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FCC Commissioner McDowell Pitches Unlicensed Spectrum Use

FCC Commissioner Robert McDowell pitched using a combination of already allocated unlicensed-use spectrum in the TV band - the so-called "white spaces" - with better spectrum management by cellular companies as a way to address the current spectrum needs of all those new smartphones and tablets.

That came in a speech to the Global Forum in Brussels Monday, according to a copy of his speech.

"We should work together to encourage wireless providers to deploy enhanced antenna systems more aggressively and provide targeted consumer education on the benefits of using femtocells, both of which are ready off-the-shelf," said McDowell.

But he does not support setting aside a large continuous swath of unlicensed spectrum - as some computer companies have been advocating - as part of the current push to consolidate broadcasters and reclaim their spectrum for wireless auctions. "At this early stage, it is not apparent that we should stop the progress well under way in the white spaces arena to create a solution for a problem - an alleged shortage of unlicensed spectrum in the 700 MHz Band -- that may never exist." And then there is the budget issue.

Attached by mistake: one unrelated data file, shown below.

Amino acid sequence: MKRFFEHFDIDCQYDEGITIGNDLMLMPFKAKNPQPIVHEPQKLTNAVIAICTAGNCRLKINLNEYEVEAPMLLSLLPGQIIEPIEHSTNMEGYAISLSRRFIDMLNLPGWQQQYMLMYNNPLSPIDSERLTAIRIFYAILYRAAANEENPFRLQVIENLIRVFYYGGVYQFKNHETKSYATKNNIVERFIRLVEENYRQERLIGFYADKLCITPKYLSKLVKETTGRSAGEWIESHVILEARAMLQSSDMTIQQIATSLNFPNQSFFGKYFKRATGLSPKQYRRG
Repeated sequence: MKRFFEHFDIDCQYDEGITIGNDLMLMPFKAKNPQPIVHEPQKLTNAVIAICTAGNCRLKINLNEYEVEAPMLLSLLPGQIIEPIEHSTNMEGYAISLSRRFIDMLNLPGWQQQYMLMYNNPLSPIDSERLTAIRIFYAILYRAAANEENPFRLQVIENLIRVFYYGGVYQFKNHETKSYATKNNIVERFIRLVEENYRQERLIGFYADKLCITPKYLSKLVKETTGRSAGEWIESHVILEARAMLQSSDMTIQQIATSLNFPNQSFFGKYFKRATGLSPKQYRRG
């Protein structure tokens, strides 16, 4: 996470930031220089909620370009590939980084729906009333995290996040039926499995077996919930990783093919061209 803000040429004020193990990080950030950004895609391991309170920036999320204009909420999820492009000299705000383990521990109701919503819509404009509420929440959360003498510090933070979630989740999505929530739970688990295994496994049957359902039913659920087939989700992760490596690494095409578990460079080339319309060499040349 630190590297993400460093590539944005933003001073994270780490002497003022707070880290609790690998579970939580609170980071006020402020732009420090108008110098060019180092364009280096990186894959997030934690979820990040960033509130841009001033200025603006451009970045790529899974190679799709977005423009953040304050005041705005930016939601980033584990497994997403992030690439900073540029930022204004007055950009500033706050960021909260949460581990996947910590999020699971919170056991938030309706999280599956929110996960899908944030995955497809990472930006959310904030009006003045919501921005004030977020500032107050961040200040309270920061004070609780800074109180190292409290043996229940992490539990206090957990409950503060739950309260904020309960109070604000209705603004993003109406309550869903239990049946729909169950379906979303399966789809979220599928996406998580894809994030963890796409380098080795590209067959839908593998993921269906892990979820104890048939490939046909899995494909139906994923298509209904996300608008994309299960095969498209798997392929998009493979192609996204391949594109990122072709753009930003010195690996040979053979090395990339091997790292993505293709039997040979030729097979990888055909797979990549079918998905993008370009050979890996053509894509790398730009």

"Given today's unprecedented budget deficits, I question whether the U.S. can afford not to auction any and all spectrum recovered in this band," he said.

McDowell pointed out that even if the government started now to reclaim and auction spectrum, it would take a decade for the new capacity to start delivering that capacity for wireless companies.  

In the meantime, he suggested, government should press wireless companies to do more with what they have. "Consumers reap the greatest benefits when public policy aims to bring more spectrum to market while also promoting spectral efficiency," he said.

Broadcasters have been arguing that too much attention has been put on taking back broadcaster spectrum and not enough on figuring out how much there is, who has it, how efficiently it is being used, whether it is being hoarded for business reasons - increased demand means increased prices for those who might want to sell it.